Justice Strickland then applied Rule 15.49 to the matters before him, ultimately not being satisfied that Rule 15.49 (2) applies, and not permitting the Husband to present the evidence of his proposed adversarial expert.
The purpose of all of the above rules is to have regard to the expense and complexities inherent in the retainer of adversarial experts which was the norm for a time in the Family Court system, and to attempt to avoid the same by placing the burden on parties to provide evidence as to some “special reason” why the Court should provide “permission” to tender a report or adduce evidence from an adversarial expert, as opposed to a single expert witness which is the preferred course.
Rules as to Retainer of Experts in the Federal Circuit Court of Australia
The rules about the retainer of adversarial experts in the Federal Circuit Court (which deals with less complex family law matters than the Family Court of Australia) are different from those in the Family Court of Australia. Where it is the clear purpose within the Family Law Rules 2004 (Cth), as they apply to the Family Court of Australia, to accommodate the appointment of a single expert in the first instance, unless some “special reason” justifies doing otherwise (that is, appointing adversarial experts), the Federal Circuit Court per Regulation 15.08 of the Federal Circuit Court Rules 2001 (Cth) provides as follows:
“(1) This rule applies if 2 or more parties to a proceeding call expert witnesses to give opinion evidence about the same, or a similar, question.
(2) The Court may give any direction that it thinks fit in relation to:
(a) the preparation by the expert witnesses (in conference or otherwise) of a joint statement of how their opinions on the question agree and differ; or
(b) the giving by an expert witness of an oral or written statement of:
(i) his or her opinion on the question; or
(ii) his or her opinion on the opinion of another expert on the question; or
(iii) whether in the light of factual evidence led at trial, he or she adheres to, or wishes to modify, any opinion earlier given; or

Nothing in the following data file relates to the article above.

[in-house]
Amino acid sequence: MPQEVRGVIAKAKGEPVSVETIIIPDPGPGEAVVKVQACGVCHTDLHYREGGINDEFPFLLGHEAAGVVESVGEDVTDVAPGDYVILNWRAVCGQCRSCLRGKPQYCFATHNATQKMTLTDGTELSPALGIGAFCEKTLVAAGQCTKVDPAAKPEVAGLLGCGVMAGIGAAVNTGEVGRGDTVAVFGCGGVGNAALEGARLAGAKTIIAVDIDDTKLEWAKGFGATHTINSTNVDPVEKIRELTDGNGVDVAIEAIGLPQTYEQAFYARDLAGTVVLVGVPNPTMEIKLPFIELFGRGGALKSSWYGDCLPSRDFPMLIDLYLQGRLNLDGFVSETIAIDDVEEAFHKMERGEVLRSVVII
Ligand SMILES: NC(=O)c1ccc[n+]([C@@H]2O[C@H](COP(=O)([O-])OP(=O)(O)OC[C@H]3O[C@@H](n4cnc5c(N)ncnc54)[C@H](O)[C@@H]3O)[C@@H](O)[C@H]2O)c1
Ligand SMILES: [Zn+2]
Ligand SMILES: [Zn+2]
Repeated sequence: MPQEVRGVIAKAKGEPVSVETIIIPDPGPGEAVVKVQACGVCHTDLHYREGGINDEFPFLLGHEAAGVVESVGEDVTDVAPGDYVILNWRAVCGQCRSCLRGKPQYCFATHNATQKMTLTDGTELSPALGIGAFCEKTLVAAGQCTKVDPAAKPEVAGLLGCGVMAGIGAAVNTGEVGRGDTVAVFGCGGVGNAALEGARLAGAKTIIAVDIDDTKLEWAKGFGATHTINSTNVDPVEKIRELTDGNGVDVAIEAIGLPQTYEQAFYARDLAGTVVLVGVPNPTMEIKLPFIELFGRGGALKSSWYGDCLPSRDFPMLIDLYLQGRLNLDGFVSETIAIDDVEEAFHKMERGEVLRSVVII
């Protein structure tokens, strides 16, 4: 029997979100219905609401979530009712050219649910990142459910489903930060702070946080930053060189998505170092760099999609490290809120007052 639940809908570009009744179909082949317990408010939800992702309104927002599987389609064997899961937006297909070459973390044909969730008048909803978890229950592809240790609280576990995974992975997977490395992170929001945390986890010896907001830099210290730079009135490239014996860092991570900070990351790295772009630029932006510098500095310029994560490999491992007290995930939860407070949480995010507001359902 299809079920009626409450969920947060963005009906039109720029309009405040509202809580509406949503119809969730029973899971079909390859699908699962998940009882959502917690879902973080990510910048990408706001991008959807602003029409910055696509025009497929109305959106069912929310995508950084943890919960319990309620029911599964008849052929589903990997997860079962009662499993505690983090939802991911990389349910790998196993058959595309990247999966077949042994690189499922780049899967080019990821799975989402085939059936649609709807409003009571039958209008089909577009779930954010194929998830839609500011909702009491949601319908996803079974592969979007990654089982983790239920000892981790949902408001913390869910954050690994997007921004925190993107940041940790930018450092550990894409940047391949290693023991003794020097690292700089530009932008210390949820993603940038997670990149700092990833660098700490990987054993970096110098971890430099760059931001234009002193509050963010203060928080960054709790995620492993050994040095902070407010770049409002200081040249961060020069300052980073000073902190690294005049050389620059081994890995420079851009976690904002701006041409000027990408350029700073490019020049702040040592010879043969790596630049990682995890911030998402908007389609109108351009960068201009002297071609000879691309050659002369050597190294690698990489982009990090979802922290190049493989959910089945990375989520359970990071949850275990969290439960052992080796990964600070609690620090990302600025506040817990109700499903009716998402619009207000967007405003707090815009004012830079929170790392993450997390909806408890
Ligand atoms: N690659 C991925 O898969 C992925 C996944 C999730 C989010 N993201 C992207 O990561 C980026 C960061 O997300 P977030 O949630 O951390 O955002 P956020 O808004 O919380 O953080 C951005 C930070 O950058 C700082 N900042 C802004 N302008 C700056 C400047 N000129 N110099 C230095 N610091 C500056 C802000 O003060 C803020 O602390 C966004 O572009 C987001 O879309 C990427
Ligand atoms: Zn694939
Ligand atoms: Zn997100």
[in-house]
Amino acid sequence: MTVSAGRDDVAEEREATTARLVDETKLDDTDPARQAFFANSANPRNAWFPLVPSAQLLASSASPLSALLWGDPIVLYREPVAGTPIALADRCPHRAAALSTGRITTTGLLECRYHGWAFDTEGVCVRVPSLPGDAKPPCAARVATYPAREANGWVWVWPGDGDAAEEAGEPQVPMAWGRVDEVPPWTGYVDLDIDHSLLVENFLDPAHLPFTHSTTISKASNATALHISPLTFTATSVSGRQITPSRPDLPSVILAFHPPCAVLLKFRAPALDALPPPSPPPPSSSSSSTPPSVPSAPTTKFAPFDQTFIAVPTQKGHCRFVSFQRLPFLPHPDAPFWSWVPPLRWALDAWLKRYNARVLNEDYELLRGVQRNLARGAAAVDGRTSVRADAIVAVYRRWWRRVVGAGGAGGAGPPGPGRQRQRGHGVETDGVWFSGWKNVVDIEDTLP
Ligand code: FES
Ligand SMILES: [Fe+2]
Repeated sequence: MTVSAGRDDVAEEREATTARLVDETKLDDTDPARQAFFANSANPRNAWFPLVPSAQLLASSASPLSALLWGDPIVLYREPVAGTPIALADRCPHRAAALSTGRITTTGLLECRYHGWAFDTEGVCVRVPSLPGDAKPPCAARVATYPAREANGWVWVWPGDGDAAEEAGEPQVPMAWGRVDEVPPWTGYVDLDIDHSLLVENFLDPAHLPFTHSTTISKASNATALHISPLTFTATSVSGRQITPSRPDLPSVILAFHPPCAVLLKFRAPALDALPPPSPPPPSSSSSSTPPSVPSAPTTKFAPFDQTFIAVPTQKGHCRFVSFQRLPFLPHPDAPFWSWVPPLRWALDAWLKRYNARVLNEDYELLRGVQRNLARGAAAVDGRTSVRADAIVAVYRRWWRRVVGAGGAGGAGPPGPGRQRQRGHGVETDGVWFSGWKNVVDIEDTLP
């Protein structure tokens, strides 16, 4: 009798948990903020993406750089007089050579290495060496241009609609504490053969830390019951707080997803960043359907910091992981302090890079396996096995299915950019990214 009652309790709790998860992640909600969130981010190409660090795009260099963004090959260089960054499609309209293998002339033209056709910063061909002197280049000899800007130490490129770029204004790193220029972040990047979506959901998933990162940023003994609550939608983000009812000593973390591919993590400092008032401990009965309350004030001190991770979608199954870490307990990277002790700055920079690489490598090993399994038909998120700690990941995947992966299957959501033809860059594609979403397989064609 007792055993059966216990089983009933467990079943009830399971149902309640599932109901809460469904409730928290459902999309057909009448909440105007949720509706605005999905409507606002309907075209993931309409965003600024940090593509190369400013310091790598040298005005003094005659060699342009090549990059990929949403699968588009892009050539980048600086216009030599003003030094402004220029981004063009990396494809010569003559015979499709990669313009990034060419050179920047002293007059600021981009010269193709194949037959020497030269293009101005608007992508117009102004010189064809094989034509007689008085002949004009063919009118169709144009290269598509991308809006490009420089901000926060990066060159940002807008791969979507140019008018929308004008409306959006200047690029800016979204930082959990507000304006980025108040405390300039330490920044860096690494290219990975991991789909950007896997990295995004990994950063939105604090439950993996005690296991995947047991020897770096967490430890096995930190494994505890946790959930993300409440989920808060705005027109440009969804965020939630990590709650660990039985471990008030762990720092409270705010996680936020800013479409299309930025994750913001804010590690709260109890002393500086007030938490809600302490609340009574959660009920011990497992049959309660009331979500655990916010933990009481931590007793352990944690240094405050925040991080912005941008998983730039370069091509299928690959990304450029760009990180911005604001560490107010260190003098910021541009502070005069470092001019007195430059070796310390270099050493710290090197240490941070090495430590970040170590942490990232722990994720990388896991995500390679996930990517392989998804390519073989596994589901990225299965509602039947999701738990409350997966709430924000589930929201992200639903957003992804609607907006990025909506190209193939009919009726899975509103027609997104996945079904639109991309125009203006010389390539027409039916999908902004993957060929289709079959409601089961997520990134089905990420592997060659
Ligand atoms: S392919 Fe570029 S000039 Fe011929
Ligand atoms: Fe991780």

(c) the order in which the expert witnesses are to be sworn, are to give evidence, are to be cross-examined or are to be re-examined; or
(d) the position of witnesses in the courtroom (not necessarily in the witness box).
Example: The Court may direct that the expert witnesses be sworn one immediately after another, and that they give evidence after all or certain factual evidence has been led, or after each party’s case is closed (subject only to hearing the evidence of expert witnesses) in relation to the question.”
Whereas the Family Law Rules provide a significant evidentiary hurdle in the form of what has been described as “the procedure for clarifying matters” per Part 15.5 therein before adversarial experts may be appointed, in the Federal Circuit Court, if a party seeks to tender a report from a further expert (that is, an adversarial expert) where a single expert has already been appointed, then Regulation 15.12 of the Federal Circuit Court Rules provides:
“If a court expert has made a report on a question, a party may adduce evidence of another expert on the question with the leave of the court.”
Whilst that leaves the question as to how the Federal Circuit Court would apply this discretion and whether it would be appropriate or in the interests of justice to allow a party permission to adduce evidence from “another expert”, open to interpretation, one would expect that the matters raised in the Family Court Rules are apposite to the application of the discretion of the Federal Circuit Court.
There are often times in family law proceedings where it is necessary to have regard to the rules regarding appointments of experts and the procedures in that regard. We take due care and skill in advising as to these procedures at all appropriate times.